Oxygen occurring as a component of carbonaceous molecules (the naturally occurring coal molecules including carbon and hydrogen atoms), as distinguished from the oxygen of the free moisture which is removed in the drying step of the process, is also removed in the present process by the reaction of the oxygen atom with hydrogen under the influence of wave energy. This is a desirable reaction as the coal is thereby freed of combined oxygen which increases the heating value of the coal, and the reaction does not result in a significant rise in temperature of the entire coal body apparently because of the limited amount of oxygen present and the removal of the water as formed as vapor. Every one percent reduction in the oxygen content of the coal corresponds to about 65 BTU/lb increase in net heating value. Thus, with coal having a heating value of 12,000 BTU/lb, a 5% reduction in oxygen content will increase the heating value to over 12,300 BTU/lb. Oxygen as a component of carbonaceous molecules may be in the ring structure of five or six-membered rings, the other ring members being carbon, or in ether form as where aromatic units are interlinked through the oxygen, or in a hydroxyl group which may be a phenolic hydroxyl, or in carbonyl groups, or otherwise.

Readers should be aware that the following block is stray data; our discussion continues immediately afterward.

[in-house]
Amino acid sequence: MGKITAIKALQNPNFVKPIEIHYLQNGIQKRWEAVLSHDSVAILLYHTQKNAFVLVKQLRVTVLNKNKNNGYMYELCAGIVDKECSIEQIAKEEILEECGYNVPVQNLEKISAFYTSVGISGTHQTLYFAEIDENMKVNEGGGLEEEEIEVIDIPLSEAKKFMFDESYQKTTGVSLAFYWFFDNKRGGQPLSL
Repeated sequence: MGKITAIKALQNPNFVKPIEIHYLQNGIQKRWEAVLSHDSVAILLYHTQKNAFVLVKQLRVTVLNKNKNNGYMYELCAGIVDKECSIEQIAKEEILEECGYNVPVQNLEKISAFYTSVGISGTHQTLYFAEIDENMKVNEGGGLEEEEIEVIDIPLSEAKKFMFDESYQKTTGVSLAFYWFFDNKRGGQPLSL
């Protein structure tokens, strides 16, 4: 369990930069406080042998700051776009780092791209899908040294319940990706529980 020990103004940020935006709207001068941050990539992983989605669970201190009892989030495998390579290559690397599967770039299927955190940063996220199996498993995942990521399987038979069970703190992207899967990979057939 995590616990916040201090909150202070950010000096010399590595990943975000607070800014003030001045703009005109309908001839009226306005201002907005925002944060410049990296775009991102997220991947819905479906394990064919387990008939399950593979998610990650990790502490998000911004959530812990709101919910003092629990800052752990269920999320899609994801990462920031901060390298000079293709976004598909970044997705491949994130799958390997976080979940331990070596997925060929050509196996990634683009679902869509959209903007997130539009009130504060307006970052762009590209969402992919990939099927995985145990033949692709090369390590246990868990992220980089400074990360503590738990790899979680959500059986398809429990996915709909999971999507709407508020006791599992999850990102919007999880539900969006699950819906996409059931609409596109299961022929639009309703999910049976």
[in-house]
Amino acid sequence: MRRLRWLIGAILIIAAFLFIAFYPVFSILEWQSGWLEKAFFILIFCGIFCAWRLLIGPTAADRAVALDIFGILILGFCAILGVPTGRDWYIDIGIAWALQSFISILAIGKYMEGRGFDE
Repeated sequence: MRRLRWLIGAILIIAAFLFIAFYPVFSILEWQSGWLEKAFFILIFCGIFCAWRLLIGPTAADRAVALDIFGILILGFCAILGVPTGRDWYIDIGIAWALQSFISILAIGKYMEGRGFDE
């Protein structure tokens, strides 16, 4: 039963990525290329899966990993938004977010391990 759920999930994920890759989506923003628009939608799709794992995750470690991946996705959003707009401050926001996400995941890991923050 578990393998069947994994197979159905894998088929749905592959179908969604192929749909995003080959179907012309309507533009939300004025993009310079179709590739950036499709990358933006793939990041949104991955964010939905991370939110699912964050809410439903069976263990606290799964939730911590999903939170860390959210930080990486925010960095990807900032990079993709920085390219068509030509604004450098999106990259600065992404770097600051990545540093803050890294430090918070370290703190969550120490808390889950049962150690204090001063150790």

Nitrogen occurring as a component of the coal carbonaceous molecules probably exists as an occasional heterocyclic ring and to some extent as amine groups. As above discussed for oxygen, nitrogen is also removed in the present process by the reaction of the nitrogen atoms, activated by the microwaves, with hydrogen to form ammonia which is removed in the gas phase from the coal. When it is desired to reduce the nitrogen content of coal, together with sulfur, operation should be in the upper pressure range to achieve good results. Pressures of above about 2500 psi give good results, with the amounts removed becoming smaller at lower pressures. This ammonia may be recovered by known means, such as fractionation, from the effluent gases and forms a valuable product, e.g., it can be used as the source of low-cost fertilizer.
On completion or substantial completion of sulfur removal from coal according to the invention, the desulfurized coal is recovered and the gas, consisting primarily of hydrogen, hydrogen sulfide, water and ammonia, is treated by known means to purify the hydrogen, which is recycled to the process. For example, an absorption system including ethanolamine gives good results in purifying the hydrogen, and additional absorbants as known to those skilled in the art can be used, as can the techniques of fractionation and distillation. The recovered coal is suitable for use in any process where a low sulfur-content coal is required.